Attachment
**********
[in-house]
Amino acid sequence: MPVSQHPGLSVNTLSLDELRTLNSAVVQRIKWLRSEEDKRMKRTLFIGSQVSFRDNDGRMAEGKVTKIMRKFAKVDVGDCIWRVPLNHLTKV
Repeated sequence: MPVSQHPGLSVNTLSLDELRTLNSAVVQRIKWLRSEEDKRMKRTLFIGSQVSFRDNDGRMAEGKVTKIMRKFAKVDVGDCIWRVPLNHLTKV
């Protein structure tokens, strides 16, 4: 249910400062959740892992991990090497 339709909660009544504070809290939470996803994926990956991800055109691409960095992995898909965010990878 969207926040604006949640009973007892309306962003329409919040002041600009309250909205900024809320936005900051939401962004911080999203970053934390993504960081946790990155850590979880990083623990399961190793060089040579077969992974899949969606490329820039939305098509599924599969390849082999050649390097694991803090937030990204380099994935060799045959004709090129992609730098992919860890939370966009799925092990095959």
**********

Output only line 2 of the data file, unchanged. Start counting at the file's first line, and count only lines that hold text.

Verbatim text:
Amino acid sequence: MPVSQHPGLSVNTLSLDELRTLNSAVVQRIKWLRSEEDKRMKRTLFIGSQVSFRDNDGRMAEGKVTKIMRKFAKVDVGDCIWRVPLNHLTKV